Tuesday, July 29, 2014

Red Rising

Red Rising (Red Rising Trilogy, #1) Lots of books have been compared to The Hunger Games--by publicists, by wanna-be-writers, publishers, and more.

Most of them don't live up to the hype.

This one, with a cover blurb bravely comparing the hero to Ender Wiggins and Katniss, actually does.

It's a frenetic, wild, violent read. I thought about it when I wasn't reading, and when I was reading, I stopped only reluctantly.

In a futuristic society, where one's future is determined by one's caste, Darrow is a red, the lowest of the low. His people mine underneath the surface of Mars, searching for a mineral that will help terraform the planet and make it habitable--they are told--for the other color castes seeking refuge from earth.

At sixteen, Darrow is already married and a man--a helldiver for his Lykos clan. He dreams of revolution, as his father did, but mostly he just works and lives as hard as he can. Reds don't tend to live long.

But when the unthinkable happens and Darrow loses nearly everything he cares for, his dreams change. He's given a mission by a secret society: infiltrate the Golds, the highest of the castes. With some surgical assistance, Darrow is transformed: his face, his body, his eyes, even his brain.

Darrow manages to make it into the Institute, where the ruling Golds are made Peerless (scarred warriors who are strong, ruthless, and committed to maintaining their power). And there, everything starts changing.

For starters, there's the passage--a bizarre, horrible Darwinian rite of passage. (This book is not for the faint-hearted. Or the very young. While it's rated YA for the protagonist's age, it's definitely violent).

Then there's the Institute's war games, where Darrow and forty-nine others are drafted into house Mars and have to compete against 11 other houses (all based on Roman gods). The resulting rivalries are no-holds barred fighting, meant to teach the students how to fight, how to cheat, how to survive--and how to become leaders.

Darrow fails. A lot. He makes stupid mistakes. A lot. But, impressively, he grows.

So often novels like this are focused on the plot and world-building--but Darrow, despite his impressive intelligence and physical skills, is not perfect. His character arc in the novel was painful, heart-wrenching, but felt believable.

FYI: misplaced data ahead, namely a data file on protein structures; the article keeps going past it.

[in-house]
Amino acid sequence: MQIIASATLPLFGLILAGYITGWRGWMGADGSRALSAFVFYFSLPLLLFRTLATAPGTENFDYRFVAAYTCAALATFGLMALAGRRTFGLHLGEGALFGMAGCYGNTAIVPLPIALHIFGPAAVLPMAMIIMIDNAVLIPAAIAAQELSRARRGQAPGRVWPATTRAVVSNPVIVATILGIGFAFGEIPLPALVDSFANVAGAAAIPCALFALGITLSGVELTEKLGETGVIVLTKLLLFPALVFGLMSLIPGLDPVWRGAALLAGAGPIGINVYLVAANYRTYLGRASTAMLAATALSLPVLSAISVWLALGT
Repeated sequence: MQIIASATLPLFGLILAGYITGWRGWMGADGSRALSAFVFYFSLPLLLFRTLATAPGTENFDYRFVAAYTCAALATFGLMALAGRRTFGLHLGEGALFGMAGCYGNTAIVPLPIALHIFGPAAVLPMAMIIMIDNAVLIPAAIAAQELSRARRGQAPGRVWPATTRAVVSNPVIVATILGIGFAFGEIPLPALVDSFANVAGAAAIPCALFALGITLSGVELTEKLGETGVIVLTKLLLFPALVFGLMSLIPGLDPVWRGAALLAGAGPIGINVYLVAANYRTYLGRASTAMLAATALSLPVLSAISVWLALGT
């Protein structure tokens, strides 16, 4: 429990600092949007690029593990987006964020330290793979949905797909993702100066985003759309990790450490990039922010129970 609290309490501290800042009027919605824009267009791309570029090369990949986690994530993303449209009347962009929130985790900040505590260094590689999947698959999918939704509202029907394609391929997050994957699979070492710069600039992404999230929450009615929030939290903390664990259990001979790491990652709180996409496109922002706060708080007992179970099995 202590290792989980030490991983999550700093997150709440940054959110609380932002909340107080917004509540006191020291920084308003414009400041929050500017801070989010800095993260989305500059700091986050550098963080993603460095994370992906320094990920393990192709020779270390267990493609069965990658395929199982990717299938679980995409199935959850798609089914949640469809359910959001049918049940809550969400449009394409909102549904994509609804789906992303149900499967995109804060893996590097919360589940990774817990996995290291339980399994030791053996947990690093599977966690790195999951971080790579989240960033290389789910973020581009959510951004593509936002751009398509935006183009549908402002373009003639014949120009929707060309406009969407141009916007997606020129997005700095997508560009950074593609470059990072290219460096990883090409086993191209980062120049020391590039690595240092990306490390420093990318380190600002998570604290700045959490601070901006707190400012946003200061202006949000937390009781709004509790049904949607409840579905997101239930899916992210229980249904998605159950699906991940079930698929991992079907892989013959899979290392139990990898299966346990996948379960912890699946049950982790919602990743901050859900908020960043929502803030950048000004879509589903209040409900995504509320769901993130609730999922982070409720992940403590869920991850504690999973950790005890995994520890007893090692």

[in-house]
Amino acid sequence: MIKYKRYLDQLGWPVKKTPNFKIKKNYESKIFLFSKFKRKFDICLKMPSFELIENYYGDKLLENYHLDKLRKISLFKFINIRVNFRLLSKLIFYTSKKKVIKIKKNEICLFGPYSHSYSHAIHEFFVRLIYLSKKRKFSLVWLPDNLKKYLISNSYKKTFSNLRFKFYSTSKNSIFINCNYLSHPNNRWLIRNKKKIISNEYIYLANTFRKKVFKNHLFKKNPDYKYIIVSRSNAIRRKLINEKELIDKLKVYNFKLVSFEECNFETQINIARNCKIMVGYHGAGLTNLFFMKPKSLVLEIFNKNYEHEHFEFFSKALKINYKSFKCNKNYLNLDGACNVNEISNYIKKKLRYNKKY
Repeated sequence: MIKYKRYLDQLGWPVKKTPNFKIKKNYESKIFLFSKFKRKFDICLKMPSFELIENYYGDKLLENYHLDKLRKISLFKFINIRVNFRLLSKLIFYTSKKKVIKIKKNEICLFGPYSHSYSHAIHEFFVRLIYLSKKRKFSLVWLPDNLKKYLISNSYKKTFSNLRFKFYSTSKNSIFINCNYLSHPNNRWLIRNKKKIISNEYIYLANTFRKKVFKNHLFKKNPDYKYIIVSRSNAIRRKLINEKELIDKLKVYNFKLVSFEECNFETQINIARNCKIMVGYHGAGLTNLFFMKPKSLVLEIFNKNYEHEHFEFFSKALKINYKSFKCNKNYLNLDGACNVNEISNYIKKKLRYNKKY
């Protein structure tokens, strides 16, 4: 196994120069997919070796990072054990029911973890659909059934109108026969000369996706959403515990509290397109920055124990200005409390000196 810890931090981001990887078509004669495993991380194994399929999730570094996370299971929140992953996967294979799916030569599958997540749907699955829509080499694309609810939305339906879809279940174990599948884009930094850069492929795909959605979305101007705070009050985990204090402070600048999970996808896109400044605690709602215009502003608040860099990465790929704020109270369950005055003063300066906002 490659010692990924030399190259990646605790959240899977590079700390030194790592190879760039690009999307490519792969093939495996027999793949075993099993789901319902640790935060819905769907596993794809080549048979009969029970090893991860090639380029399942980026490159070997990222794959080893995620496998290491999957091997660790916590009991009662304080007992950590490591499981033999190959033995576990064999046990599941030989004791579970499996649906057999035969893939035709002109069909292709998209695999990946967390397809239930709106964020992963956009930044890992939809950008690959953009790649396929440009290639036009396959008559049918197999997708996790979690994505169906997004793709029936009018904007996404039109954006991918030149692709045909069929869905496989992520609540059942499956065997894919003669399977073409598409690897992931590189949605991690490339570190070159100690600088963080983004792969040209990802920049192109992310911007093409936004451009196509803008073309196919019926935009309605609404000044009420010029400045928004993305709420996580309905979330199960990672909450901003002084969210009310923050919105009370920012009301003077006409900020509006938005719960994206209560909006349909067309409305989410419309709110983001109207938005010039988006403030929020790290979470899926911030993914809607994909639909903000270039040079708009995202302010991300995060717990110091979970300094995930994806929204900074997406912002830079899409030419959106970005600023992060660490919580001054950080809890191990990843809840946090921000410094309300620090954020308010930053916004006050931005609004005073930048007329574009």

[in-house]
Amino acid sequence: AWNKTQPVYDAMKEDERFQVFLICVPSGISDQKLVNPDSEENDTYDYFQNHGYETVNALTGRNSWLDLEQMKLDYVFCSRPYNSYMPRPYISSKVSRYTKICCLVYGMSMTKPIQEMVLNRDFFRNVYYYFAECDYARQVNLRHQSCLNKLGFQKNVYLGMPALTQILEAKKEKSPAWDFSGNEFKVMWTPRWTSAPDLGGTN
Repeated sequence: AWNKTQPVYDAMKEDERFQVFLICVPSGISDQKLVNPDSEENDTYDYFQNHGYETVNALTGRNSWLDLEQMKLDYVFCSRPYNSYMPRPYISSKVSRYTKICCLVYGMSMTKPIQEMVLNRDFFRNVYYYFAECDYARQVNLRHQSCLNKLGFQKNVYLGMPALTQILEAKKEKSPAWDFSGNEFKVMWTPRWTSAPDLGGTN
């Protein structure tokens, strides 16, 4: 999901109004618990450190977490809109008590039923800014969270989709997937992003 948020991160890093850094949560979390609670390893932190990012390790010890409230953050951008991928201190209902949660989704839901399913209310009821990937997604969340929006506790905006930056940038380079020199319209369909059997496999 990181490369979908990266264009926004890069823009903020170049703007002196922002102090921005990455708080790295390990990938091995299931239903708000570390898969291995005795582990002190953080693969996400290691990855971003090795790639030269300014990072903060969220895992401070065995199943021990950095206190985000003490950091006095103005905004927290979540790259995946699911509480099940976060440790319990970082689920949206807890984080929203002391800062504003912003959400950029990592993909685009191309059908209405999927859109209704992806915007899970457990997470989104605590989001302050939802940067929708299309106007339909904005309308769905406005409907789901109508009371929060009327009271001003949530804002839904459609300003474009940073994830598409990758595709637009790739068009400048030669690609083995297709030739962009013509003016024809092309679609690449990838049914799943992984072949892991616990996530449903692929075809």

Of course, not everything in the novel was believable. (For one, why is it that none of the Gold children knew what the Passage was? Presumably, the leaders have made it through. Also presumably, they would have told their children what to expect--or at least made sure they could survive it.)

But the plot and characters kept surprising me, and I raced through the book.

By the end, I'll admit, I was a little tired of the violence. But I think that's part of the point: the cost of maintaining a hugely unequal class society. And the cost of absolute power.

Definitely worth-reading--particularly for fans of The Hunger Games, Ender's Game, John Scalzi's Old Man's War and other sci-fi/dystopian rebellions.

Thursday, July 24, 2014

Longborne

Longbourn I have said before that I'm a sucker for Jane Austen adaptations. Almost inevitably, I'm disappointed by them, but that doesn't stop me from trying. Jo Baker's Longborne--the story of Pride and Prejudice from the point of view of the servants--succeeds where so many others fail. I saw this novel first pitched as a kind of Downton Abbey meets Austen, and had to read it. I'm so glad I did. The historical research was impressive, the characters sympathetic, and I loved the feeling of having my brain a little twisted by seeing a story I very much adore from a different perspective.

The story is told primarily from the point of view of Sarah, the young woman who serves as one of the two maids in the Bennet household. Sometimes the POV switches to Mrs. Hill, the housekeeper-cook, or James, the newly hired footman with a hidden past. But Baker's writing is so lovely that even when POV shifts occurred mid-scene, I rarely noticed them.

It's true that the Bennets don't come across smelling like roses in this version--but that's entirely the point. What looks lovely and neat and airy in Austen films required a small army of servants to upkeep--and when small households like the Bennets are involved, this inevitably means drudgery for someone.

For instance, early on Baker writes (from Sarah's POV):

The young ladies might behave like they were smooth and sealed as alabaster statutes underneath their clothes, but then they would drop their soiled shifts on the bedchamber floor, to be whisked away and cleansed, and would thus reveal themselves to be the frail, leaking, forked bodily creatures that they really were.

Nothing like washing someone's underwear to take away the magic in a relationship!

And again, referring to preparations for a ball:

It meant a flurry of excited giggly activity above stairs; it meant outings, entertainments, and a barrowload of extra work for everyone below.

Elizabeth's charming resolve to walk to Netherfield after a rainstorm to see Jane becomes:

Such self-sufficiency was to be valued in a person, but seeing her set off down the track, and then climb the stile, Sarah could not help but think that those stockings would e perfectly ruined, and that petticoat would never be the same again.

In the same way, it's impossible to read this without looking at the characters from Pride and Prejudice in the same way, but this did not diminish my enjoyment of this book (or of Pride and Prejudice).

Aside from the plot, which was by turns serious and romantic, there's pleasure just in Baker's lovely writing.